|Alistair Stewart||University of Southern California|
|Ilias Diakonikolas||University of Southern California|
|Clement Canonne||Stanford University|
The authors study the general problem of testing whether an unknown discrete distribution belongs to a specified family of distributions.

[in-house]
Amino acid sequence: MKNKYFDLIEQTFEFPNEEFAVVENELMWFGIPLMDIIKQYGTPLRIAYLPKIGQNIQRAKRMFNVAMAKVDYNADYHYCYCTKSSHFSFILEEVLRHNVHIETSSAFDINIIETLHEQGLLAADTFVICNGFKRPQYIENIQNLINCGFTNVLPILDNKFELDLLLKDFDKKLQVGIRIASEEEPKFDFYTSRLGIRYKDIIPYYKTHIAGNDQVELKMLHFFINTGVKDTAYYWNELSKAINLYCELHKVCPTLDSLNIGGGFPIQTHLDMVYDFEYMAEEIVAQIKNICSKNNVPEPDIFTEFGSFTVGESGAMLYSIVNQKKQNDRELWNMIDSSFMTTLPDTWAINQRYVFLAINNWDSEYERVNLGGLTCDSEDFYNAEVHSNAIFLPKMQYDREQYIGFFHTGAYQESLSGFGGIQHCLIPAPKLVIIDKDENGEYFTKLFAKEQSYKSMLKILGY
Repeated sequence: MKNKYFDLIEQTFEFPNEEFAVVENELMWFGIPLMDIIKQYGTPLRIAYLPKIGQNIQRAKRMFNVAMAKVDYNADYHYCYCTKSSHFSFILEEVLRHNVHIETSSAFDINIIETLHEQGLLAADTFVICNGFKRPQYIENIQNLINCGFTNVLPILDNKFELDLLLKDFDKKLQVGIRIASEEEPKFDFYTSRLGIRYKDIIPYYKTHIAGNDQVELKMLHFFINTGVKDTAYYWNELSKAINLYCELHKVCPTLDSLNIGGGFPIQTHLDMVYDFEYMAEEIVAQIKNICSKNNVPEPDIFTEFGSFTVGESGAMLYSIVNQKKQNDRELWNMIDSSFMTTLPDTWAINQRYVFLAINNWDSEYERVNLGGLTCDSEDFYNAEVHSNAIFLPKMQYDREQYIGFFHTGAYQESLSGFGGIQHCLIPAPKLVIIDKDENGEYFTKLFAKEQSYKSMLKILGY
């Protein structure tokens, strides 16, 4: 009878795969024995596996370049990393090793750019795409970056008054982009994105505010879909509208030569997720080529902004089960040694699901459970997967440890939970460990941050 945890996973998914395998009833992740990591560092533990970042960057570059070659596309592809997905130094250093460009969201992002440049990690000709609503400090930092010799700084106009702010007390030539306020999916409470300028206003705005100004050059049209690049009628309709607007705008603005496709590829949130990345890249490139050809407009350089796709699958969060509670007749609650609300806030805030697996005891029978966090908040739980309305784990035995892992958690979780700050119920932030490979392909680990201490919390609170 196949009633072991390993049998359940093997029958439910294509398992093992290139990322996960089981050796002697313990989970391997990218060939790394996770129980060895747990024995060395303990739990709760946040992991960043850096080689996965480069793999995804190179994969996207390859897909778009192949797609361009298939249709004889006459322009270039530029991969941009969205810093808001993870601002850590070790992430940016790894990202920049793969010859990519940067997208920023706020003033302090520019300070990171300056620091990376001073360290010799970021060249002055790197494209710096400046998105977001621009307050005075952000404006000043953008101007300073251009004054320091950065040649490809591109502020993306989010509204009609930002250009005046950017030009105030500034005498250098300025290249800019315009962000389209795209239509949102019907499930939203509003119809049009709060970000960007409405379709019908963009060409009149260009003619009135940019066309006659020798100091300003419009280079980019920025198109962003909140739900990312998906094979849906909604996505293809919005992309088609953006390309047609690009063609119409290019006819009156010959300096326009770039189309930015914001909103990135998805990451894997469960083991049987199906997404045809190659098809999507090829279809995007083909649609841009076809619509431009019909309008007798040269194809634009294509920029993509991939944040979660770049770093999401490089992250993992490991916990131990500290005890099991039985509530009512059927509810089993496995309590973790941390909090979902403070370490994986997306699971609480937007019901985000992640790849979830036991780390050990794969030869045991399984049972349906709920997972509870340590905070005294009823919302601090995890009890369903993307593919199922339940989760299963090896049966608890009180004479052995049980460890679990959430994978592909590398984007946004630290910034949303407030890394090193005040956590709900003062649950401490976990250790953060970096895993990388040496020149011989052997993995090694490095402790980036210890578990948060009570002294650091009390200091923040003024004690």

We study the general problem of testing whether an unknown discrete distribution belongs to a specified family of distributions. More specifically, given a distribution family P and sample access to an unknown discrete distribution D , we want to distinguish (with high probability) between the case that D in P and the case that D is ε-far, in total variation distance, from every distribution in P . This is the prototypical hypothesis testing problem that has received significant attention in statistics and, more recently, in computer science. The main contribution of this work is a simple and general testing technique that is applicable to all distribution families whose Fourier spectrum satisfies a certain approximate sparsity property. We apply our Fourier-based framework to obtain near sample-optimal and computationally efficient testers for the following fundamental distribution families: Sums of Independent Integer Random Variables (SIIRVs), Poisson Multinomial Distributions (PMDs), and Discrete Log-Concave Distributions. For the first two, ours are the first non-trivial testers in the literature, vastly generalizing previous work on testing Poisson Binomial Distributions. For the third, our tester improves on prior work in both sample and time complexity.